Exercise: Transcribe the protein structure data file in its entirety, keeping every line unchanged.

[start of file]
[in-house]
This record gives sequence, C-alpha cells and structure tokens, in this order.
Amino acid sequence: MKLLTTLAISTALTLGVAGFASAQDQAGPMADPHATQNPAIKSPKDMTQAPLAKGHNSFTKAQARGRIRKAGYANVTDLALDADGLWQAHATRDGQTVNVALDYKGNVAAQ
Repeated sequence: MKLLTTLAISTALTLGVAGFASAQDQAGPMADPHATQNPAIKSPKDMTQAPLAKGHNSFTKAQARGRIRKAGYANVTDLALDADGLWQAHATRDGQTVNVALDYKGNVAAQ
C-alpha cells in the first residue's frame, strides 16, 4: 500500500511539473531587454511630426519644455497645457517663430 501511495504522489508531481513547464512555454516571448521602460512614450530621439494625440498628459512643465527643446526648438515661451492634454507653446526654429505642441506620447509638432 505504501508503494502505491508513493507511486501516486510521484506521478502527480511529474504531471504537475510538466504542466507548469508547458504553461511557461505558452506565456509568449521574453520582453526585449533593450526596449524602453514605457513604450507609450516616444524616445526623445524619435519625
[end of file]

[in-house]
This record gives sequence, C-alpha cells and structure tokens, in this order.
Amino acid sequence: MKLLTTLAISTALTLGVAGFASAQDQAGPMADPHATQNPAIKSPKDMTQAPLAKGHNSFTKAQARGRIRKAGYANVTDLALDADGLWQAHATRDGQTVNVALDYKGNVAAQ
Repeated sequence: MKLLTTLAISTALTLGVAGFASAQDQAGPMADPHATQNPAIKSPKDMTQAPLAKGHNSFTKAQARGRIRKAGYANVTDLALDADGLWQAHATRDGQTVNVALDYKGNVAAQ
C-alpha cells in the first residue's frame, strides 16, 4: 500500500511539473531587454511630426519644455497645457517663430 501511495504522489508531481513547464512555454516571448521602460512614450530621439494625440498628459512643465527643446526648438515661451492634454507653446526654429505642441506620447509638432 505504501508503494502505491508513493507511486501516486510521484506521478502527480511529474504531471504537475510538466504542466507548469508547458504553461511557461505558452506565456509568449521574453520582453526585449533593450526596449524602453514605457513604450507609450516616444524616445526623445524619435519625